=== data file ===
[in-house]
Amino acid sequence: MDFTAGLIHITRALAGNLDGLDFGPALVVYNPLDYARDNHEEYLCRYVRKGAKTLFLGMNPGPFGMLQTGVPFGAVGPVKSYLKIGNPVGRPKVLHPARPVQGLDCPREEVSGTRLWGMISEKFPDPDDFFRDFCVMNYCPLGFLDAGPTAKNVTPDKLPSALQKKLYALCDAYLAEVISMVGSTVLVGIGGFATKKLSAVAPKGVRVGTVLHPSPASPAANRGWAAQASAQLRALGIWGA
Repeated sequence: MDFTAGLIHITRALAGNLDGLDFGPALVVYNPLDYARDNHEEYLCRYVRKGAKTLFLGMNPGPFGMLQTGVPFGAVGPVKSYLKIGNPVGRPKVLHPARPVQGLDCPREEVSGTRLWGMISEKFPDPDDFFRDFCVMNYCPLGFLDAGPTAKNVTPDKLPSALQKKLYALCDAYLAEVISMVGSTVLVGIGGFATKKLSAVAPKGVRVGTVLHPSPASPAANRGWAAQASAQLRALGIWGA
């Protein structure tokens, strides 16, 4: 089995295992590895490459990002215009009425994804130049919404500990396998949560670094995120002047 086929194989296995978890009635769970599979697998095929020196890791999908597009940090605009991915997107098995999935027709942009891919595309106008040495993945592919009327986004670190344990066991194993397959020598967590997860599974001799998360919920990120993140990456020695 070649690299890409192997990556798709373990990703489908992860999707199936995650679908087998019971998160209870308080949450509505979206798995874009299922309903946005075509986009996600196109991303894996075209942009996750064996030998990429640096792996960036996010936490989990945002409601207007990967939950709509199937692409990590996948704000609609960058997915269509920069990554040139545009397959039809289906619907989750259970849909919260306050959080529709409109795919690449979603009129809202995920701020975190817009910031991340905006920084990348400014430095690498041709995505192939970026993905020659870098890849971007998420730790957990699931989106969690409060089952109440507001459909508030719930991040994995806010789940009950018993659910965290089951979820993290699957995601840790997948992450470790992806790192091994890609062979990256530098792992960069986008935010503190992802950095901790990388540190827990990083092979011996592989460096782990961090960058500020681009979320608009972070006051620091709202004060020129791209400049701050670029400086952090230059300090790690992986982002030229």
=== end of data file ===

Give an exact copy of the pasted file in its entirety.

[in-house]
Amino acid sequence: MDFTAGLIHITRALAGNLDGLDFGPALVVYNPLDYARDNHEEYLCRYVRKGAKTLFLGMNPGPFGMLQTGVPFGAVGPVKSYLKIGNPVGRPKVLHPARPVQGLDCPREEVSGTRLWGMISEKFPDPDDFFRDFCVMNYCPLGFLDAGPTAKNVTPDKLPSALQKKLYALCDAYLAEVISMVGSTVLVGIGGFATKKLSAVAPKGVRVGTVLHPSPASPAANRGWAAQASAQLRALGIWGA
Repeated sequence: MDFTAGLIHITRALAGNLDGLDFGPALVVYNPLDYARDNHEEYLCRYVRKGAKTLFLGMNPGPFGMLQTGVPFGAVGPVKSYLKIGNPVGRPKVLHPARPVQGLDCPREEVSGTRLWGMISEKFPDPDDFFRDFCVMNYCPLGFLDAGPTAKNVTPDKLPSALQKKLYALCDAYLAEVISMVGSTVLVGIGGFATKKLSAVAPKGVRVGTVLHPSPASPAANRGWAAQASAQLRALGIWGA
């Protein structure tokens, strides 16, 4: 089995295992590895490459990002215009009425994804130049919404500990396998949560670094995120002047 086929194989296995978890009635769970599979697998095929020196890791999908597009940090605009991915997107098995999935027709942009891919595309106008040495993945592919009327986004670190344990066991194993397959020598967590997860599974001799998360919920990120993140990456020695 070649690299890409192997990556798709373990990703489908992860999707199936995650679908087998019971998160209870308080949450509505979206798995874009299922309903946005075509986009996600196109991303894996075209942009996750064996030998990429640096792996960036996010936490989990945002409601207007990967939950709509199937692409990590996948704000609609960058997915269509920069990554040139545009397959039809289906619907989750259970849909919260306050959080529709409109795919690449979603009129809202995920701020975190817009910031991340905006920084990348400014430095690498041709995505192939970026993905020659870098890849971007998420730790957990699931989106969690409060089952109440507001459909508030719930991040994995806010789940009950018993659910965290089951979820993290699957995601840790997948992450470790992806790192091994890609062979990256530098792992960069986008935010503190992802950095901790990388540190827990990083092979011996592989460096782990961090960058500020681009979320608009972070006051620091709202004060020129791209400049701050670029400086952090230059300090790690992986982002030229």